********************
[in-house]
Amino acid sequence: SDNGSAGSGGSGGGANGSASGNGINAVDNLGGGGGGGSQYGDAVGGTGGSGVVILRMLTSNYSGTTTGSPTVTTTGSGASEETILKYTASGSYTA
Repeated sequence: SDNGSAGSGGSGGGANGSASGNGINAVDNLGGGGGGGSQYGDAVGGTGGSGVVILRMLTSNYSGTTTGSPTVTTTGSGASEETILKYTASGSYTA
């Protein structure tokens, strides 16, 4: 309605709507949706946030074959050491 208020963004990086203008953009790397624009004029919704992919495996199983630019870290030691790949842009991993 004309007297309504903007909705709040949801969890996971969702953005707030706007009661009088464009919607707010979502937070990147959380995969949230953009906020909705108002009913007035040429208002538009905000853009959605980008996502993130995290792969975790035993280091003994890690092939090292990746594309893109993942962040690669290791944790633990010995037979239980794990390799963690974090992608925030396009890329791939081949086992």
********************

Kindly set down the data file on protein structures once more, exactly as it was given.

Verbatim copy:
[in-house]
Amino acid sequence: SDNGSAGSGGSGGGANGSASGNGINAVDNLGGGGGGGSQYGDAVGGTGGSGVVILRMLTSNYSGTTTGSPTVTTTGSGASEETILKYTASGSYTA
Repeated sequence: SDNGSAGSGGSGGGANGSASGNGINAVDNLGGGGGGGSQYGDAVGGTGGSGVVILRMLTSNYSGTTTGSPTVTTTGSGASEETILKYTASGSYTA
């Protein structure tokens, strides 16, 4: 309605709507949706946030074959050491 208020963004990086203008953009790397624009004029919704992919495996199983630019870290030691790949842009991993 004309007297309504903007909705709040949801969890996971969702953005707030706007009661009088464009919607707010979502937070990147959380995969949230953009906020909705108002009913007035040429208002538009905000853009959605980008996502993130995290792969975790035993280091003994890690092939090292990746594309893109993942962040690669290791944790633990010995037979239980794990390799963690974090992608925030396009890329791939081949086992």